Pennsylvania Senate candidate Katie McGinty said Thursday that she wasn’t counting her brother when she claimed that she was the first in her family to “go to college” because he went to community college before attending a four-year school.
The comments from McGinty came after media reports that her campaign trail story — a key to her attempt to connect with blue collar voters — wasn’t true.
McGinty’s older brother John received bachelor’s and master’s degrees from La Salle and Temple universities before his sister started attending St. Joseph’s University in 1981, Buzzfeed reported. McGinty’s campaign released a statement after the story broke saying that her brother’s college experience wasn’t relevant to her claim because he had attended community college first, a distinction John McGinty backed up.
“The way that Katie and our family have always talked about our experience is she was the first of the 10 McGinty kids to attend and graduate from a four-year college, straight out of high school,” he said.
McGinty’s campaign sent Roll Call several examples on her website and on social media in which she said she was the first in her family to graduate from a “four-year college.”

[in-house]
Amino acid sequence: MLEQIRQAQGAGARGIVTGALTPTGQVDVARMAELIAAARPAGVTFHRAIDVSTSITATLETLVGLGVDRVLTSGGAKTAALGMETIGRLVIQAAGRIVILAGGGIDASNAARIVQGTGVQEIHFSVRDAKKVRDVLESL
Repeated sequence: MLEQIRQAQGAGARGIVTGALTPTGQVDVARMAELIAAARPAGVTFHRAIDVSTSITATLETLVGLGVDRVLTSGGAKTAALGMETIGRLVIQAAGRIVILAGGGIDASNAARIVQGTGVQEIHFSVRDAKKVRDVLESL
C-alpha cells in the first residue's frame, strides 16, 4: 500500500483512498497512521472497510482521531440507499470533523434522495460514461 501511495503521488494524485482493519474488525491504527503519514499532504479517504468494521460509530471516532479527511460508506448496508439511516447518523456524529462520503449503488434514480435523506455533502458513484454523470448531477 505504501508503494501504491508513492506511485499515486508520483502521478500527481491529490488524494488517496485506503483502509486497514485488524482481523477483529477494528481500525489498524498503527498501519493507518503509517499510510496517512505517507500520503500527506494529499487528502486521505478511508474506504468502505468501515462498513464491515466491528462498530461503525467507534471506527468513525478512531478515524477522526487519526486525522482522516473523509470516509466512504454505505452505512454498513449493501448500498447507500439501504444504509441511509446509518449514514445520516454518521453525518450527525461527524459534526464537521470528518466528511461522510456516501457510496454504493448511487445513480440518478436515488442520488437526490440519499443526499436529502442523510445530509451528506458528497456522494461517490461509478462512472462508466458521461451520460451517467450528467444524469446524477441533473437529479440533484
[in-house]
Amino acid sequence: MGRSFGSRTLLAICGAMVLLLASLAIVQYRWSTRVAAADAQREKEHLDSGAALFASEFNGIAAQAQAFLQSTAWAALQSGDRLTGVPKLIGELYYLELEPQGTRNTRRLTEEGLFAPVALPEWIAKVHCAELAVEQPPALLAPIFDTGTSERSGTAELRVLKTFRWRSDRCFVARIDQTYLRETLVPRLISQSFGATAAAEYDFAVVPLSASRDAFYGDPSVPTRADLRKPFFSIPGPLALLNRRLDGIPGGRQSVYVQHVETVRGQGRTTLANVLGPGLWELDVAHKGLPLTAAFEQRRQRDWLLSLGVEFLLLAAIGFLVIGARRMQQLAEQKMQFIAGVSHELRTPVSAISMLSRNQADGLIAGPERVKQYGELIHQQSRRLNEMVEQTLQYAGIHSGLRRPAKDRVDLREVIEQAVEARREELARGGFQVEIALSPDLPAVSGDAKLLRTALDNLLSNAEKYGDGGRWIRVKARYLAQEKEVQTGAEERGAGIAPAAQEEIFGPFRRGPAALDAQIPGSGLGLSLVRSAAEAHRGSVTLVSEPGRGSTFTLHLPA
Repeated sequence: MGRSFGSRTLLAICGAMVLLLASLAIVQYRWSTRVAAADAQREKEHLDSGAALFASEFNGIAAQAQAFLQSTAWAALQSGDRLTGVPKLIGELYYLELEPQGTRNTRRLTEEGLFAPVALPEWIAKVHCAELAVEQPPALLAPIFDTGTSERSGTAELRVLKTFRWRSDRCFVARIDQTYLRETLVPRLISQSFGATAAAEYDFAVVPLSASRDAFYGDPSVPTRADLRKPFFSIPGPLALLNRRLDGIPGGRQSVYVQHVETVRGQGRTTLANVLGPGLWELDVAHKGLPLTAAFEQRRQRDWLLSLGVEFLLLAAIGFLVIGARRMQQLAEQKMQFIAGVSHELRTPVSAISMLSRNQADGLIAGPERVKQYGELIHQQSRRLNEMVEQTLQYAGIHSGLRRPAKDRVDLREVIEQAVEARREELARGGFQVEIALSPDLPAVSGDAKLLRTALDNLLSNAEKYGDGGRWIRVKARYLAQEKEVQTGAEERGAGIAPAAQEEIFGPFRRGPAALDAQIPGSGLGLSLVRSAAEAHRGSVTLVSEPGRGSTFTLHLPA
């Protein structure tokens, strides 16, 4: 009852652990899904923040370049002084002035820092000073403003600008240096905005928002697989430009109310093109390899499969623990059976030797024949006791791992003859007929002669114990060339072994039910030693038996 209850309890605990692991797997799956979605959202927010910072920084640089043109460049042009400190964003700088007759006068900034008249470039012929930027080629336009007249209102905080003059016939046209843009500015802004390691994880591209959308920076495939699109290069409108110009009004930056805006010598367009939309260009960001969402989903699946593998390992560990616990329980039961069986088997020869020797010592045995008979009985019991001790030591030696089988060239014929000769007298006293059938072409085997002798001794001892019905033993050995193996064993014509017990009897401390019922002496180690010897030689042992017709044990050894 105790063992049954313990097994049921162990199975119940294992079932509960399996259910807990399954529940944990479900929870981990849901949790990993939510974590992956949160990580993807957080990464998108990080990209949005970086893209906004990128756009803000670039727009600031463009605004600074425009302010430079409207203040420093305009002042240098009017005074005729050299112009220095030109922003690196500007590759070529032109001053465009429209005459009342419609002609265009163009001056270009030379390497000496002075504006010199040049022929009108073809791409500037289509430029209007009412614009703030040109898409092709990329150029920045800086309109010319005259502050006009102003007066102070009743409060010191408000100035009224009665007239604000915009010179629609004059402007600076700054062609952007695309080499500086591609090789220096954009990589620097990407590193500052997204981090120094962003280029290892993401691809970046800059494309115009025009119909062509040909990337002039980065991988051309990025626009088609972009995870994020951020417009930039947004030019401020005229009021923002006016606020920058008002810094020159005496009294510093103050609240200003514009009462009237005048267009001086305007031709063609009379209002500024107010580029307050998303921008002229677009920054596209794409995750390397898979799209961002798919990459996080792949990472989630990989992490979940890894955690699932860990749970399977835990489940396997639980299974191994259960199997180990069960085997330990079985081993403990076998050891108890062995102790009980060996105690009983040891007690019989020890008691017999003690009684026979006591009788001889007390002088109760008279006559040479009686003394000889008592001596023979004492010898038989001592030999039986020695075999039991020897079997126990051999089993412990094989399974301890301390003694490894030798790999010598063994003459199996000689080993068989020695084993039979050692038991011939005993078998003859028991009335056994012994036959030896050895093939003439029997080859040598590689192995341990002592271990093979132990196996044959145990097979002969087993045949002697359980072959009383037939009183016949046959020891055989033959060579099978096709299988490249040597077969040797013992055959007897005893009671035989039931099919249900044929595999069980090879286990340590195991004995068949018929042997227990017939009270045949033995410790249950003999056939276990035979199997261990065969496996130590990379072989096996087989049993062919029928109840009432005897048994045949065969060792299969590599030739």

McGinty, a Democrat, has presented herself as the ninth of 10 children from a working class family in her campaign to unseat incumbent Republican Sen. Patrick J. Toomey.
In January, she told The Associated Press that she was “the first in my family to go to college.” Her Facebook page repeated that claim in February, the AP reported.
Democratic groups have invested millions
in the McGinty campaign. The race has been rated Tilts Republican
by The Rothenberg Gonzales Political Report/Roll Call and is considered key to the Democratic effort to retake the Senate majority in 2017.
Republicans seized on the revelation to call McGinty a liar, and the National Senate Campaign Committee christened her “Shady Katie
President Barack Obama has proposed greater investment in community colleges
as a way to help more students get job skills or as a springboard to four-year institutions.
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